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  • Chris Bratton - Tech Journalist

Google again fined $177 million by South Korea's antitrust regulators

Korea Fair Trade Commission reported that Google is blocking smartphone manufacturers using different operating systems developed by other companies rather than Android, which seems like a market dominance. And for this reason, the company was fined $177 million by South Korea's antitrust regulators.



Alphabet Inc's Google is a big name in the tech industry, and they provide one of the largest operating systems for smartphones and tablets in the world, which needs no introduction.

According to our collected data, there are about 3.8 Billion active Android users globally, which converts to 48.16% of the global population. The Korea Fair Trade Commission (KTFC) works directly under the Prime Minister and is a ministerial-level central administrative organisation that passes rules in the department. They targeted Google as the company seems to capitalise on their market position. Every company has its design and rules to follow to expand and keep the business afloat in the competitive market.


Yonhap News reported that it is healthy to have competition in the market as it tends to give out upgraded products which are efficient and affordable to more customers. Previously we saw Huawei on a ban, and the company tried to use their operating system for their phones. Currently, Google is on the watch, and the company is slapped with $177 million in fine (207.4 billion Korean Won) along with notice to stop the practice of stopping competition.

Apple iOS, along with Google's Android, are the most popular smartphone operating system in the world, where Android holds the lions share. It is fair to have limitations to conduct the business of some form but allegedly, limiting other companies from coping with the new system hurts the economy's growth in some ways. One of that can be an implementation of unique technology for the broad market. The South Korean group did a setback for competitive business practice, and big names are prone to come up more often than others. The fine is on the large side given by the KFTC on global tech companies to allow corrective order in the market.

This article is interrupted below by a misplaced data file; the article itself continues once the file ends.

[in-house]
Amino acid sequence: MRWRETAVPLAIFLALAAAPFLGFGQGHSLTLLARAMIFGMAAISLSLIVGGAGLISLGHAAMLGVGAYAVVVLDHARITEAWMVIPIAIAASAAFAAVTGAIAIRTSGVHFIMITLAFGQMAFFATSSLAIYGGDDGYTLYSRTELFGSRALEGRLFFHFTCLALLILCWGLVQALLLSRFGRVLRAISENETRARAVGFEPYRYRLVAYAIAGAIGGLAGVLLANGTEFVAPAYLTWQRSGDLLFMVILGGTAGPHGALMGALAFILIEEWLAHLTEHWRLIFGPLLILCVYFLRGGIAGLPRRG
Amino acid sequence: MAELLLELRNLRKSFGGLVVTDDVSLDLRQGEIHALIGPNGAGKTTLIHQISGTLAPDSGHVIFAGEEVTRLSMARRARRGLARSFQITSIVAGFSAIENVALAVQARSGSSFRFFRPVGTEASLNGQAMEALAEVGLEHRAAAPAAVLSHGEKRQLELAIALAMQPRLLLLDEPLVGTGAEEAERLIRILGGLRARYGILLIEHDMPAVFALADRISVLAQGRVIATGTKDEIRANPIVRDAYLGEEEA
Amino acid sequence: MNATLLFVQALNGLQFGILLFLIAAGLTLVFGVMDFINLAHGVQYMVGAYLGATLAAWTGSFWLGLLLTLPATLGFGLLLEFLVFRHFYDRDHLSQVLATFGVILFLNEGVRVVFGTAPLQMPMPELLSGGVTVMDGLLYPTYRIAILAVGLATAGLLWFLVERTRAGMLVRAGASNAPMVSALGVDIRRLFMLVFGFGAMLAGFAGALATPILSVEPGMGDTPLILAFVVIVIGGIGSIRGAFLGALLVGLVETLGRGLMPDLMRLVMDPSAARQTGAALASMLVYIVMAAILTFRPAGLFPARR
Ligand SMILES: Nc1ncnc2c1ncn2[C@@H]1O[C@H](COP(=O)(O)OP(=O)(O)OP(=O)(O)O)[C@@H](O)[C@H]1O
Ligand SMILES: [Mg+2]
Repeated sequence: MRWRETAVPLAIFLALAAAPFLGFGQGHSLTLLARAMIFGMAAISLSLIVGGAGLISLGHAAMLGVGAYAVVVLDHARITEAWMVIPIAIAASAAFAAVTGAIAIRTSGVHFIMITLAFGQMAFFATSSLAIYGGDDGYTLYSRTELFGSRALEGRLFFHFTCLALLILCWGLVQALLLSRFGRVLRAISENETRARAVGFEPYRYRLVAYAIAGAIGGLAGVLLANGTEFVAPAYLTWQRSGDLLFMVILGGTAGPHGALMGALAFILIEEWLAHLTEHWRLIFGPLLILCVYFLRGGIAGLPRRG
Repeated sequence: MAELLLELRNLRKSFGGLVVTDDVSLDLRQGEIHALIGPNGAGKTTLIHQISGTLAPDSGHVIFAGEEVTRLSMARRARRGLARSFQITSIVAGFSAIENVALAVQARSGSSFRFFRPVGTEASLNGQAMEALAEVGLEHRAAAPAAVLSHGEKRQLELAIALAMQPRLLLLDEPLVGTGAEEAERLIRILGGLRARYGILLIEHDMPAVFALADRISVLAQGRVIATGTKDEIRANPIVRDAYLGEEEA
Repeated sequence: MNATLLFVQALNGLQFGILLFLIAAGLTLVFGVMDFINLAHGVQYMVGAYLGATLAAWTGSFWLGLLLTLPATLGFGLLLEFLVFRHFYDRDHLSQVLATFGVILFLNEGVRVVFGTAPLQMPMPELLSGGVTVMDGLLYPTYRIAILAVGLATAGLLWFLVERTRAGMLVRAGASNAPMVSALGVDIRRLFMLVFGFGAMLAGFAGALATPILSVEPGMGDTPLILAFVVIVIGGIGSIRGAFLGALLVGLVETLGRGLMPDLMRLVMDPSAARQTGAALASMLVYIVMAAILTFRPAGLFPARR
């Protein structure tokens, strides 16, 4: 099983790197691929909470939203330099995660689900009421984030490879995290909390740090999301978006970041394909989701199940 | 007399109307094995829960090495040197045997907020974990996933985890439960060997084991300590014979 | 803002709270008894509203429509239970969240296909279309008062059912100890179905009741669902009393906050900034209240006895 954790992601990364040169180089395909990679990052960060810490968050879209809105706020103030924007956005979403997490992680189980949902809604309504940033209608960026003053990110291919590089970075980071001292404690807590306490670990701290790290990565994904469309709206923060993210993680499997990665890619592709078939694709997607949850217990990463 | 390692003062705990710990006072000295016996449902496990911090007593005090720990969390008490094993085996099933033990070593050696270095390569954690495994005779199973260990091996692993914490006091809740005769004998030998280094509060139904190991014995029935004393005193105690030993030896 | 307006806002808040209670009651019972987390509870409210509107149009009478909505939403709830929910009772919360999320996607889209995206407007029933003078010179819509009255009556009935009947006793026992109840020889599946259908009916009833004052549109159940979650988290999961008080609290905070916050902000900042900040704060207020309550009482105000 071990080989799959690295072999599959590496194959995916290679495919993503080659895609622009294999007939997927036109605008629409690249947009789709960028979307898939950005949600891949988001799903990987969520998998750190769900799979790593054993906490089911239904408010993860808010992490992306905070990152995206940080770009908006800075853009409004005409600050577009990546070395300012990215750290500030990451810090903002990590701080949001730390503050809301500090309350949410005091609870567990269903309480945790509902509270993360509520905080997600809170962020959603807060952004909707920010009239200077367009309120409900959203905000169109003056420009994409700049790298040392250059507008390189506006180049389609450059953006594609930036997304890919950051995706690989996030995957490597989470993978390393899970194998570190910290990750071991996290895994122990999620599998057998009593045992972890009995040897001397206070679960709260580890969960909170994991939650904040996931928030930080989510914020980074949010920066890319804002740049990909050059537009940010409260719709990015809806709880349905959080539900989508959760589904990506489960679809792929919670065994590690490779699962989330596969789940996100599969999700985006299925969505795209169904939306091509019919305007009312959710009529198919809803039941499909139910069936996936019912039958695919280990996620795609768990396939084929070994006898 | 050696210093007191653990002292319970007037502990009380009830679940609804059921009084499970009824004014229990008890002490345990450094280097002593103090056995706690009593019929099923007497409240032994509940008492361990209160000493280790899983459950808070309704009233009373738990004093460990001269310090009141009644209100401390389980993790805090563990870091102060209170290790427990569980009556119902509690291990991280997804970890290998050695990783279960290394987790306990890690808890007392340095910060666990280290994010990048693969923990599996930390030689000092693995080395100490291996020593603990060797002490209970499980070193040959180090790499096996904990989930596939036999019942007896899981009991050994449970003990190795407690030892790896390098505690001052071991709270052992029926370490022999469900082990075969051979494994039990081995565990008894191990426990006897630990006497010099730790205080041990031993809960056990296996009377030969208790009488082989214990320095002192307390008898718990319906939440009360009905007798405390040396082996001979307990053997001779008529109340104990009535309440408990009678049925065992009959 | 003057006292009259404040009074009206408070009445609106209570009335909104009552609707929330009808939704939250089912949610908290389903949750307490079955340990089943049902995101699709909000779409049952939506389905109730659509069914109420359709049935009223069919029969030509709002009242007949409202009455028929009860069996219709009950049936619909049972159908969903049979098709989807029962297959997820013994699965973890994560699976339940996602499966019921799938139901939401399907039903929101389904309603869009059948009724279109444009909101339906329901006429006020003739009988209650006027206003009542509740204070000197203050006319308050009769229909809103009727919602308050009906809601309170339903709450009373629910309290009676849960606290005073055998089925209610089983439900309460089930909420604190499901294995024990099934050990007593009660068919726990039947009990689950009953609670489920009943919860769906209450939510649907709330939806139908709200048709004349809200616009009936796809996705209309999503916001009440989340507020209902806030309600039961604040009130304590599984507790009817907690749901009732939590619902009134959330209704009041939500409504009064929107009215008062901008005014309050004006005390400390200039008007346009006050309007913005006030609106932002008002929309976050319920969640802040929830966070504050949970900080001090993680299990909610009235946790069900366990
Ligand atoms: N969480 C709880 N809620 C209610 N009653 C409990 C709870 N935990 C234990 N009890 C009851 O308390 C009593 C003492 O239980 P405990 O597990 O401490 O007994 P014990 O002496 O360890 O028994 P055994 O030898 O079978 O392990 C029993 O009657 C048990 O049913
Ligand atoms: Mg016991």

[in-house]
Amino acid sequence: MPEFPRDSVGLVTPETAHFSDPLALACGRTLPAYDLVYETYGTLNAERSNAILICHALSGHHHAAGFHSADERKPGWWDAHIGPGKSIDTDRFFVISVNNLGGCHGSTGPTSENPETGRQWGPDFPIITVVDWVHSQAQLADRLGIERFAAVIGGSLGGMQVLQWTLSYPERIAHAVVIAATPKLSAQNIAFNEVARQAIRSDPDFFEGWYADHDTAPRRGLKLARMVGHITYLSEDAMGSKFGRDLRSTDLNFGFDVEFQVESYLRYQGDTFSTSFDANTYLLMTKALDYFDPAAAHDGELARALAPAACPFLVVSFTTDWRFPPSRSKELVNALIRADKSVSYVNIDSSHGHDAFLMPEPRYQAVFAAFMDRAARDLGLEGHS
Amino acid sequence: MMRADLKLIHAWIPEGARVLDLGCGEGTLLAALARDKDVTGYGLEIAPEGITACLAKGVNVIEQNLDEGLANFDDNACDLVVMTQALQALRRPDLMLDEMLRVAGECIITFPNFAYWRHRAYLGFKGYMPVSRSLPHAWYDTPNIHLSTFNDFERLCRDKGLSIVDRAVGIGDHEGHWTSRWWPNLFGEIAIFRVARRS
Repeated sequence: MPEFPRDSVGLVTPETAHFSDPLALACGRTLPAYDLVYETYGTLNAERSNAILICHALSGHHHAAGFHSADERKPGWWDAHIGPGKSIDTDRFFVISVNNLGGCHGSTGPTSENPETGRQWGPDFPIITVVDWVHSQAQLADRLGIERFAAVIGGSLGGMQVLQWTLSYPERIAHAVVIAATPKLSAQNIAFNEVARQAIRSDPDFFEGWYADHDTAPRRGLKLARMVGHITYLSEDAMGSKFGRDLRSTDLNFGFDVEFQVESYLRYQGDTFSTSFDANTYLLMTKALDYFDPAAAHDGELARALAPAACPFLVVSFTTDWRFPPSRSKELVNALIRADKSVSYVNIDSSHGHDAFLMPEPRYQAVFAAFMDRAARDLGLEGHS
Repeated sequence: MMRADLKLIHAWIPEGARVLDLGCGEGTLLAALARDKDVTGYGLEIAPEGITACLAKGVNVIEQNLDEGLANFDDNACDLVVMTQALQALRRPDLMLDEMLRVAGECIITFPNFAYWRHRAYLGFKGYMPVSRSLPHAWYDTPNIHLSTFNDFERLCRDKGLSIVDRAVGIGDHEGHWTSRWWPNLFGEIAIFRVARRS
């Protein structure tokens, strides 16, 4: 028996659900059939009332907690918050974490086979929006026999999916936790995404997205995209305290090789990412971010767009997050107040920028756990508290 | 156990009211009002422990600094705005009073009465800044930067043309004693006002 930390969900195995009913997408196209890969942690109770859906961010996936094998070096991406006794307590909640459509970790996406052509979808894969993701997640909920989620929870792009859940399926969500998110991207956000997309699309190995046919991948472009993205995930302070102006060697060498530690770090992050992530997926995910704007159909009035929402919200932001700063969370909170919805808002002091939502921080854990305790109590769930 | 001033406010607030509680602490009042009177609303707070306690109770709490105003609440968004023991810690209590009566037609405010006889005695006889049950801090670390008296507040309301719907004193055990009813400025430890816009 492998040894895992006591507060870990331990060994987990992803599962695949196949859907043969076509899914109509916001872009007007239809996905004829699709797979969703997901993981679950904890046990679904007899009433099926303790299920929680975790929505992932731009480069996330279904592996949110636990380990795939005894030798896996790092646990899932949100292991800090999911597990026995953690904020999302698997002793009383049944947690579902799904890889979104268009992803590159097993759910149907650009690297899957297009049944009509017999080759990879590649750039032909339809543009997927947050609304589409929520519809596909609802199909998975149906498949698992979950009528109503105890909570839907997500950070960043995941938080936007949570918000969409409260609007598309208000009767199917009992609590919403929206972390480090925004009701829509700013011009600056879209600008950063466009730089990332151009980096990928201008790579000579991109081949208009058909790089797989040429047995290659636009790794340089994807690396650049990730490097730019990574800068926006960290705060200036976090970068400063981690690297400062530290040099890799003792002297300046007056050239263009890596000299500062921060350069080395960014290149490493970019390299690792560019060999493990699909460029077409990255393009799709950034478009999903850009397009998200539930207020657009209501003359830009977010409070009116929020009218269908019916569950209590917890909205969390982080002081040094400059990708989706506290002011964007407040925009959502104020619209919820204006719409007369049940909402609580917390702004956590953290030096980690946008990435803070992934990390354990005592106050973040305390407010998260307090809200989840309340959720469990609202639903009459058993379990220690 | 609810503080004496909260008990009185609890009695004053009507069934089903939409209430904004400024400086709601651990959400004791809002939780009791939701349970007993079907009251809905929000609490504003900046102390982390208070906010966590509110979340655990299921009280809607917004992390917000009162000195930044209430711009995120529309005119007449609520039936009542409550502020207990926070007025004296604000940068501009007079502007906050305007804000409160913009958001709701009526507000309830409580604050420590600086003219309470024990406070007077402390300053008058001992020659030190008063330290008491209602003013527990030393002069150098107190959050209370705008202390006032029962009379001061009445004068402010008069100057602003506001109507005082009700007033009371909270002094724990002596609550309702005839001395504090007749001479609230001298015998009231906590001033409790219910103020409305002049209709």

KTFC said, "We expect the latest measures will help set the stage for competition to revive in the mobile OS and app markets."


The regulators did not take the matter lightly by slapping Google with a hefty fine. Still, they also said Google is trying to stifle competition by using their bargaining power to lose completion. Smartphone makers signed an "anti-fragmentation agreement" before app store licensing in the Play Store for Google's operating system. The KTFC came to a direct statement that e-commerce and cloud giant Amazon and another giant e-commerce company Alibaba suffered and gradually failed to expand their operating system business idea because the competition was not positive.


South Korea has some of the largest companies like Samsung Electronics and LG electronics. They struggled to launch their products, smart speakers and smartwatches because they ran on Android only.


For Google's side, we guess it's because they have the power to handle a mass market, and we saw what happened with Nokia. They had unmatched competition in the market, but because of failure to adapt to changes, the company suffered a massive fall and from the crowned king became a memory. It's all because of Android's superiority, and failing to comply can reason with more issues. Unless there is a better option, Android will keep dominating the market, and for that day to come, competition is necessary. But because Android's security, efficiency and availability made the operating system successful, newer competitive operating systems will have to come out with a much bigger plan even to peek with a name to compete.

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